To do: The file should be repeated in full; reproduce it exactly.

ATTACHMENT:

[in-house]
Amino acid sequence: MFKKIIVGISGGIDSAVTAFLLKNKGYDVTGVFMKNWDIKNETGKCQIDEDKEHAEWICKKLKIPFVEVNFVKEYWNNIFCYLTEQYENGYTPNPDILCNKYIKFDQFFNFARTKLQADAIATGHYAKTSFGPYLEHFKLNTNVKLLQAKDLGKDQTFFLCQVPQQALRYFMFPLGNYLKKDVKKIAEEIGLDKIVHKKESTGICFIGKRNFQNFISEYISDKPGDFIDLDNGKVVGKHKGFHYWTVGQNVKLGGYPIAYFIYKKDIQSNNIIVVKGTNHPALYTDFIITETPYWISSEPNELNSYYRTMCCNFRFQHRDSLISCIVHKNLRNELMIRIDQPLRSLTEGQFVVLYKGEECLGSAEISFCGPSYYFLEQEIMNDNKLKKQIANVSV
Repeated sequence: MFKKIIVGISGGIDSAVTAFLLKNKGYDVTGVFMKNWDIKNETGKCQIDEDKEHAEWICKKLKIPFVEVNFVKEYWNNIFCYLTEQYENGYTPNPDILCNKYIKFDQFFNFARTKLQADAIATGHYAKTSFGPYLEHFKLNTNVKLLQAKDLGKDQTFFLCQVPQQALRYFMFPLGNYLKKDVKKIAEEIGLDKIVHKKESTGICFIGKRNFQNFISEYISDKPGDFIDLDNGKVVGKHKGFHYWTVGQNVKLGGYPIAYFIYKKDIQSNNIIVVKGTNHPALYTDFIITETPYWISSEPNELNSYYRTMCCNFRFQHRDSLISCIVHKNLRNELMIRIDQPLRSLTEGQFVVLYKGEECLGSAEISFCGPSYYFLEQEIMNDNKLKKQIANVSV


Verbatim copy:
[in-house]
Amino acid sequence: MFKKIIVGISGGIDSAVTAFLLKNKGYDVTGVFMKNWDIKNETGKCQIDEDKEHAEWICKKLKIPFVEVNFVKEYWNNIFCYLTEQYENGYTPNPDILCNKYIKFDQFFNFARTKLQADAIATGHYAKTSFGPYLEHFKLNTNVKLLQAKDLGKDQTFFLCQVPQQALRYFMFPLGNYLKKDVKKIAEEIGLDKIVHKKESTGICFIGKRNFQNFISEYISDKPGDFIDLDNGKVVGKHKGFHYWTVGQNVKLGGYPIAYFIYKKDIQSNNIIVVKGTNHPALYTDFIITETPYWISSEPNELNSYYRTMCCNFRFQHRDSLISCIVHKNLRNELMIRIDQPLRSLTEGQFVVLYKGEECLGSAEISFCGPSYYFLEQEIMNDNKLKKQIANVSV
Repeated sequence: MFKKIIVGISGGIDSAVTAFLLKNKGYDVTGVFMKNWDIKNETGKCQIDEDKEHAEWICKKLKIPFVEVNFVKEYWNNIFCYLTEQYENGYTPNPDILCNKYIKFDQFFNFARTKLQADAIATGHYAKTSFGPYLEHFKLNTNVKLLQAKDLGKDQTFFLCQVPQQALRYFMFPLGNYLKKDVKKIAEEIGLDKIVHKKESTGICFIGKRNFQNFISEYISDKPGDFIDLDNGKVVGKHKGFHYWTVGQNVKLGGYPIAYFIYKKDIQSNNIIVVKGTNHPALYTDFIITETPYWISSEPNELNSYYRTMCCNFRFQHRDSLISCIVHKNLRNELMIRIDQPLRSLTEGQFVVLYKGEECLGSAEISFCGPSYYFLEQEIMNDNKLKKQIANVSV